Toxicokinetics of urinary 2-ethylhexyl salicylate and its metabolite 2-ethyl-hydroxyhexyl salicylate in humans after simulating real-life dermal sunscreen exposure
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Chemical UV filters are common components in sunscreens and cosmetic products. The question of adverse health risks is not completely resolved, partly owing to lacking human data from dermal exposure, which are essential for sound risk assessment. Therefore, we investigated the urinary toxicokinetics of 2-ethylhexyl salicylate (EHS) after a 1-day dermal real-life sunscreen application scenario. Twenty human volunteers were dermally exposed to a commercial sunscreen for 9 h under real-life conditions (2 mg/cm2 body surface area; double re-application; corresponding to 3.8 g EHS). Urine samples were analyzed for EHS and one of its specific metabolites 2-ethyl-5-hydroxyhexyl salicylate (5OH-EHS) using a two-dimensional liquid chromatographic electrospray–ionization tandem mass spectrometric procedure. EHS and 5OH-EHS were excreted after sunscreen application and reached up to 525 µg/g and 213 µg/g creatinine, respectively. The toxicokinetic models showed concentration peaks between 7 and 8 h after first application. First-phase terminal half-lives were 8–9 h. For 5OH-EHS, a second-phase terminal half-life could be determined (87 h). EHS and 5OH-EHS showed a faster elimination with 70–80% of the overall excretion occurring within 24 h after application compared to more lipophilic UV filters. Cumulative excreted amounts over 24 h reached up to 334 µg EHS and 124 µg of 5OH-EHS. Simulated real-life sunscreen use for 1 day leads to the bioavailability of the UV filter EHS in humans. The kinetic profiles with a prolonged systemic availability indicate a skin depot and make accumulation during consecutive multi-day exposure likely.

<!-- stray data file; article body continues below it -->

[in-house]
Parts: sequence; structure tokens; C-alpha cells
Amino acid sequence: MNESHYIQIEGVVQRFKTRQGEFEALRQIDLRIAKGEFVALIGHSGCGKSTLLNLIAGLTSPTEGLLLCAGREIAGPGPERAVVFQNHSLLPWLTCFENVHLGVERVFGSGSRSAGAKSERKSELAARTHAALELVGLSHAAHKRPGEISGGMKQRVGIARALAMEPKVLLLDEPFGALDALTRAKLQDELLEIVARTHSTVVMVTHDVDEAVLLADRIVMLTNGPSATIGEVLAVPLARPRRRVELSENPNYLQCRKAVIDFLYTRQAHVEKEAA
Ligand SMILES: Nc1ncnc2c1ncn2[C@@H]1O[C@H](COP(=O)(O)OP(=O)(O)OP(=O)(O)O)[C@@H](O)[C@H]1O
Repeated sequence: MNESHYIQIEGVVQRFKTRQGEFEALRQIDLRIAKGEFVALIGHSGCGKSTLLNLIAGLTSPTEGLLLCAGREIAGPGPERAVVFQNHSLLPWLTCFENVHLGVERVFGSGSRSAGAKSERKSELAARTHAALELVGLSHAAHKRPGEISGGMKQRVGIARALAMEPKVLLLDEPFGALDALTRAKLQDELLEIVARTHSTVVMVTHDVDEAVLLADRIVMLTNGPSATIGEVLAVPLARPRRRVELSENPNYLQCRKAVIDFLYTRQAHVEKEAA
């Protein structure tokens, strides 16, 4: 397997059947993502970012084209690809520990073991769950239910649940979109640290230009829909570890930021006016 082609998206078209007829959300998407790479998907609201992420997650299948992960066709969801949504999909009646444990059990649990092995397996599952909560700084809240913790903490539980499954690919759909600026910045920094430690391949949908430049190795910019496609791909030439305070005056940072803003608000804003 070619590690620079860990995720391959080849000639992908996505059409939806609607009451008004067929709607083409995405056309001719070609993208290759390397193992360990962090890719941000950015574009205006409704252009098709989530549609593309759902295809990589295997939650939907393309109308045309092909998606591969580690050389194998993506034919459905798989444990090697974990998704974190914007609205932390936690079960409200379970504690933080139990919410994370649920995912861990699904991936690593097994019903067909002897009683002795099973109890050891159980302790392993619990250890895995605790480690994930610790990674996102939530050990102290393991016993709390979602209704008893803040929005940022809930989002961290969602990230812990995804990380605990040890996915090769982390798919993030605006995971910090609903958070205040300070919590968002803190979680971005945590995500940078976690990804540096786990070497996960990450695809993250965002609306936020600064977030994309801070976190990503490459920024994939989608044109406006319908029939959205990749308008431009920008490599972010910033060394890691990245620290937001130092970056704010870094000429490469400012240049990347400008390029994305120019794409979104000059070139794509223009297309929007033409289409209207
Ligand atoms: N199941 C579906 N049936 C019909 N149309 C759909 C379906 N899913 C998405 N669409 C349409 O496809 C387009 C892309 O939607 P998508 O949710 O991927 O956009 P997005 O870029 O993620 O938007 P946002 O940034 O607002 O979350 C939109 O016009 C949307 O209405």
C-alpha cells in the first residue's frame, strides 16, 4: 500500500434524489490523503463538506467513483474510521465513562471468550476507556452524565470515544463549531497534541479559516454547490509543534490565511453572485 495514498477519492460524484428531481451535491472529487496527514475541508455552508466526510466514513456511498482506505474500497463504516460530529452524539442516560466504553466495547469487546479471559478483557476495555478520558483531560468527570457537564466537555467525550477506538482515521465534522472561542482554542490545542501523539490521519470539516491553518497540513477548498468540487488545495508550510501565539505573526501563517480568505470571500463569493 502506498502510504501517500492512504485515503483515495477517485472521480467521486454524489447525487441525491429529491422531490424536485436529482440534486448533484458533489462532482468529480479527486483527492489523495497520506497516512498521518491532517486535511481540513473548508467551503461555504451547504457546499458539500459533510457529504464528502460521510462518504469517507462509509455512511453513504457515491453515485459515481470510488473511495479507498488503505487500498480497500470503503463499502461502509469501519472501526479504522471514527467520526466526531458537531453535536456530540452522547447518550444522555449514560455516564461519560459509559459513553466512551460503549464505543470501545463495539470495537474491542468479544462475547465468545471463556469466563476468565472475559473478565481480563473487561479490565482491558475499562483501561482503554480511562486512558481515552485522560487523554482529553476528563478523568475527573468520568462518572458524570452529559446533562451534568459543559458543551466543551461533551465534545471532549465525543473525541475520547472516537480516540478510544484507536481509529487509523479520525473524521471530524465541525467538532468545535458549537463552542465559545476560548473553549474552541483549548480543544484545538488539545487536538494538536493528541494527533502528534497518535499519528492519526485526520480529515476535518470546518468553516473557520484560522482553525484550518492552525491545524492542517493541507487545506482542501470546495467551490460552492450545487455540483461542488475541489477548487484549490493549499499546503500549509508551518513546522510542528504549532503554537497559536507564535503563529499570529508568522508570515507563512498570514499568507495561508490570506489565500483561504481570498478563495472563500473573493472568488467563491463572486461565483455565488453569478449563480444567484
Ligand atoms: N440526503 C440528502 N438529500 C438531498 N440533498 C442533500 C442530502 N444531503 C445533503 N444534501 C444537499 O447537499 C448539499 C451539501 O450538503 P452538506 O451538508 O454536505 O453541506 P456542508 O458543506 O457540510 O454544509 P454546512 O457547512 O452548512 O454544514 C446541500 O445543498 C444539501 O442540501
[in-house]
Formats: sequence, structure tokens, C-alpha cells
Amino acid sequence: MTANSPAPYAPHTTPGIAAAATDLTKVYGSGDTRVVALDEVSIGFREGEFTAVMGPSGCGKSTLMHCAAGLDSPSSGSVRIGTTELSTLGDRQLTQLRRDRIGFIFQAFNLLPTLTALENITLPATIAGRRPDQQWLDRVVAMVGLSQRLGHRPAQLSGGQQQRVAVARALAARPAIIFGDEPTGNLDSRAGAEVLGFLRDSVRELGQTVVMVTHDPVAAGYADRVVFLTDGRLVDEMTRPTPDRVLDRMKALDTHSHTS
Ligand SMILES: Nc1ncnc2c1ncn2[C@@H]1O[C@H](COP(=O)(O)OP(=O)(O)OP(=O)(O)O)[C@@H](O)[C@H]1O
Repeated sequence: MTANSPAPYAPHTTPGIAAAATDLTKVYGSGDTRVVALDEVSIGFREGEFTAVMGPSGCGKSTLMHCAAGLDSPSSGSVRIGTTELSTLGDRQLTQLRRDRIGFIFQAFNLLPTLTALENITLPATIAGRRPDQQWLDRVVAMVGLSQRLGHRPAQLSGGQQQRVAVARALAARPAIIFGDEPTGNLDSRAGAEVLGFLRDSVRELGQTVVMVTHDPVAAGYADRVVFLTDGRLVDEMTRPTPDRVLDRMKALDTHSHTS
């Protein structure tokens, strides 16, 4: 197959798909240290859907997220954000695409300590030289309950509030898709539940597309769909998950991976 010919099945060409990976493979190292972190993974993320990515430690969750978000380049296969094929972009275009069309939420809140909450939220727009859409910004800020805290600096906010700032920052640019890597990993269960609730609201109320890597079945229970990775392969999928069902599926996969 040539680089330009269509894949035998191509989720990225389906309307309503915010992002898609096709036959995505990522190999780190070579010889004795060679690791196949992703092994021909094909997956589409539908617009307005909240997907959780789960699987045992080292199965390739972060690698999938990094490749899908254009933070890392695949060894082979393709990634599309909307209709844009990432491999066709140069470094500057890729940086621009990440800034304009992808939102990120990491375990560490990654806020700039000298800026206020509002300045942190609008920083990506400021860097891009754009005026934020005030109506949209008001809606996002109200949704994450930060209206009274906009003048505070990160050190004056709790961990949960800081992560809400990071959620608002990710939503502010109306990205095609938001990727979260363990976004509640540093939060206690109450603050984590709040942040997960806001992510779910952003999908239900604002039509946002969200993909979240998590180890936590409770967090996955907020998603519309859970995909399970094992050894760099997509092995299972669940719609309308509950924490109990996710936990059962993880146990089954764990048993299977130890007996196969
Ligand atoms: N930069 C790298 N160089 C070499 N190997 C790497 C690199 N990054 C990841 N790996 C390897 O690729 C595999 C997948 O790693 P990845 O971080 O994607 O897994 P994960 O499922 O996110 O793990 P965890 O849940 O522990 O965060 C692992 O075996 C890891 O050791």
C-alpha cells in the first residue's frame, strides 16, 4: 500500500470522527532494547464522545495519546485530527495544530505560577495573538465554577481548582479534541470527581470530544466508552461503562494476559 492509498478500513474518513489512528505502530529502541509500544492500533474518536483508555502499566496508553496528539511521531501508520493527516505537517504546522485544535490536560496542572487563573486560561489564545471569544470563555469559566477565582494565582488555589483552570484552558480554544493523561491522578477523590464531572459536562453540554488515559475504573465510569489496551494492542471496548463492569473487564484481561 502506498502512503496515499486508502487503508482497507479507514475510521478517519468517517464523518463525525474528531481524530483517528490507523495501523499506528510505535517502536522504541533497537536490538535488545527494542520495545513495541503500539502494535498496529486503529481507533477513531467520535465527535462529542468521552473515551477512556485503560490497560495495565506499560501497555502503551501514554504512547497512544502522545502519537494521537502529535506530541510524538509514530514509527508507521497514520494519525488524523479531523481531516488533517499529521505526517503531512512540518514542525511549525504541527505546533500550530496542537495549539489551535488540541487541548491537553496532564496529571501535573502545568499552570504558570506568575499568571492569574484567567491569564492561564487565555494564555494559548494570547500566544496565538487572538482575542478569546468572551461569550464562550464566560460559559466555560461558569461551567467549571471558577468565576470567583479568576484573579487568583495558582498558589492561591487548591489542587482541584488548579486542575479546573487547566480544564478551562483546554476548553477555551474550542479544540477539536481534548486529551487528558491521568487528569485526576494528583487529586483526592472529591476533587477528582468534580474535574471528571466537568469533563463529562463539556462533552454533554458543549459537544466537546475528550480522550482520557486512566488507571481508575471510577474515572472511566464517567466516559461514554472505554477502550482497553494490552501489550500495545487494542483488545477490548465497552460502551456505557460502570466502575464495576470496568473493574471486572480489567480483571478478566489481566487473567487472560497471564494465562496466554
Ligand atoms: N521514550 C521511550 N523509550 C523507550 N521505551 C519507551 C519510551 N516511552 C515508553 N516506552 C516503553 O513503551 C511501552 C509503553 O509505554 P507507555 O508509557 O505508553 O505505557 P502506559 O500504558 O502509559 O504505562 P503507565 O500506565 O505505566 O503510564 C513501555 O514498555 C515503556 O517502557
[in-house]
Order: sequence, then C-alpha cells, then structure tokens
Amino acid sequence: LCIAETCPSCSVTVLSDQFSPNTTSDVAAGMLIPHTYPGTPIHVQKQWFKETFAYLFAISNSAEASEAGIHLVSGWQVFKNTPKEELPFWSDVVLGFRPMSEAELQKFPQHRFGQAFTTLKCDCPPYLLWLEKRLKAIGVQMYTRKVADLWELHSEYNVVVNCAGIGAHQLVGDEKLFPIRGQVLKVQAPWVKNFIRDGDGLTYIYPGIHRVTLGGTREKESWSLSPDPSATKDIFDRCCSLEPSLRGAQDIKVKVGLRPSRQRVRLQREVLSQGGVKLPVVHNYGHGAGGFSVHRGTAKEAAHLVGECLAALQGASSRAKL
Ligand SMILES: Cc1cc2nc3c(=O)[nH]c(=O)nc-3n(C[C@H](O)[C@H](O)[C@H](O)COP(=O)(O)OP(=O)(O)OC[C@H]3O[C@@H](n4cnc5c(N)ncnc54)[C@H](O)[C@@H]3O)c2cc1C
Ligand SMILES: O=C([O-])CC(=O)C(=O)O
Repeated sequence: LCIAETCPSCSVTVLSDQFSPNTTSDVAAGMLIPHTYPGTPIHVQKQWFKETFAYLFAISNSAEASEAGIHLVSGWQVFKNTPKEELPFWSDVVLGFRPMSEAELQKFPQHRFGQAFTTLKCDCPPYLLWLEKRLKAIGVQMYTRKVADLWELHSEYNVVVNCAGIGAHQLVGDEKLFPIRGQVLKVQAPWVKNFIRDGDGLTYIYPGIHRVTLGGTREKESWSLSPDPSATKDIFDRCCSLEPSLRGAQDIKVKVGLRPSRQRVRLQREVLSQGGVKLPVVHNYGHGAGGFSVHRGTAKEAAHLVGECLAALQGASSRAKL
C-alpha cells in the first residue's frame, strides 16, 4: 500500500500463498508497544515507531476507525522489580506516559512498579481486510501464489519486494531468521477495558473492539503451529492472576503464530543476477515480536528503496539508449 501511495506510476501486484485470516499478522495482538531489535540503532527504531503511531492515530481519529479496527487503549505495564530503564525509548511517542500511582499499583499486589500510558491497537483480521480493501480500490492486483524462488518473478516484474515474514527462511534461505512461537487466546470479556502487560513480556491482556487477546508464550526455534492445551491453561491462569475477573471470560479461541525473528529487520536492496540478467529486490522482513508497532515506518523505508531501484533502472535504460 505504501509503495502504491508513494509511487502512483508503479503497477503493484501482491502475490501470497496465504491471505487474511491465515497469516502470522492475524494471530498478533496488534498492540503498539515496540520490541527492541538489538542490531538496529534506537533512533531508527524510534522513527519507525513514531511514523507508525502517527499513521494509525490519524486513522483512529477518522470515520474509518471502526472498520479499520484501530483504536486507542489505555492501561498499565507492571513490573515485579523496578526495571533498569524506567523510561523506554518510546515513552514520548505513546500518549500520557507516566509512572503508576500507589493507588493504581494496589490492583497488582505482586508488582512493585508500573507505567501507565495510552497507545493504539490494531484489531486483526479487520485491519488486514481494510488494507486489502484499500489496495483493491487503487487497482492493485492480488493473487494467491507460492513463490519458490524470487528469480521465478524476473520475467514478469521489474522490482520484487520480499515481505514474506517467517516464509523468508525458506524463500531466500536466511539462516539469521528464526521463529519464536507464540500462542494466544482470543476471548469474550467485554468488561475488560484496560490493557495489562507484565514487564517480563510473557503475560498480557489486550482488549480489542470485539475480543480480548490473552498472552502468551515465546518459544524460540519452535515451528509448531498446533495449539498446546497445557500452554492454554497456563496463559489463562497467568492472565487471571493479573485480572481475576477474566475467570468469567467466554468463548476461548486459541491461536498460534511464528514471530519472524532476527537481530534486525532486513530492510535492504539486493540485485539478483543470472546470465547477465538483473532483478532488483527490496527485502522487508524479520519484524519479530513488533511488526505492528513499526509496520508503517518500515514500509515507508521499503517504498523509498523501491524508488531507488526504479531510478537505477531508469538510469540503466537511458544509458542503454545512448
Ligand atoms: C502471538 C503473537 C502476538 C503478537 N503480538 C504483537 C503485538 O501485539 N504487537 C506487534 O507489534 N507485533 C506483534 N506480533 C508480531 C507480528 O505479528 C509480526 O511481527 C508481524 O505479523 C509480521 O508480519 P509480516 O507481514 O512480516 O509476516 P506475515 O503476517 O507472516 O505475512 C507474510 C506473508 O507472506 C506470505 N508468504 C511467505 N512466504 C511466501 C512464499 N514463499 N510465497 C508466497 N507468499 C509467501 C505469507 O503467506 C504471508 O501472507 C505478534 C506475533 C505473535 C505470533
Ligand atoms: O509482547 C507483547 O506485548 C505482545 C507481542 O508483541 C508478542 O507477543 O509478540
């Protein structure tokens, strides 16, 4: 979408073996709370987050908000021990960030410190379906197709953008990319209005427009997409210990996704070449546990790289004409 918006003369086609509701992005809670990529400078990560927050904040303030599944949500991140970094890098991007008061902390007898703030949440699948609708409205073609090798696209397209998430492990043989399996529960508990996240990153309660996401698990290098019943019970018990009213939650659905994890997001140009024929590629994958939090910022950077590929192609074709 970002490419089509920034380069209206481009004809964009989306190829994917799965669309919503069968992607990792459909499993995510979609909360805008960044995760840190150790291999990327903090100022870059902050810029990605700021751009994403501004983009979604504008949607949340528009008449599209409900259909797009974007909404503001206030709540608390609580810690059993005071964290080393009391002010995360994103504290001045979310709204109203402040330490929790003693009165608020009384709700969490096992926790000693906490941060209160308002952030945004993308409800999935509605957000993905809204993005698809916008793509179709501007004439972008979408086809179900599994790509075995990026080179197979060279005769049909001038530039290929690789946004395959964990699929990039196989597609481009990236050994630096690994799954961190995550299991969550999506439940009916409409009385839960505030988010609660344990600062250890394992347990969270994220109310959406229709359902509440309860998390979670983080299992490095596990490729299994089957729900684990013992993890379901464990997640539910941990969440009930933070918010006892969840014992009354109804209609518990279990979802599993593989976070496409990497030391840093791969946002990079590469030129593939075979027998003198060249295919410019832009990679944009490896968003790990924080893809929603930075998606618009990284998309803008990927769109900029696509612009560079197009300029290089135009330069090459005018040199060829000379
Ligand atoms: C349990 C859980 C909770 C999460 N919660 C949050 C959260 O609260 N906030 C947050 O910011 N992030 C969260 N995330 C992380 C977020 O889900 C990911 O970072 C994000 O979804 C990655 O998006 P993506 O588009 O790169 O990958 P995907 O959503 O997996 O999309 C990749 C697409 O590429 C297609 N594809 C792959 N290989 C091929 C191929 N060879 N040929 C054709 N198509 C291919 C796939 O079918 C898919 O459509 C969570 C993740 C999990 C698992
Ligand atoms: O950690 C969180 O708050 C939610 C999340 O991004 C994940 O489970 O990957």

KeywordsUV filter 2-Ethylhexyl salicylate Biomonitoring Sunscreen Bioaccumulation
The authors thank the Bavarian State Office for Health and Food Safety for the determination of the UV filter concentrations of the sunscreen product and all study subjects for their participation. We would also like to take this opportunity to thank the staff of the Institute of Occupational, Social and Environmental Medicine, Erlangen, for their support during the conduct of the field study.
This study was carried out with financial support by the Bavarian State Ministry for Health and Care. The sponsor was not involved in the study design, collection, analysis or interpretation of data and in the publication of the results.
Compliance with ethical standards
Conflict of interest
The authors declare that they have no conflict of interest.
The study protocol was approved by the local ethics committee of the University of Erlangen-Nürnberg (No. 122_17B) in accordance with the ethical standards laid down in the 1964 Declaration of Helsinki and its later amendments. Informed written consent was obtained from each participant prior to inclusion.
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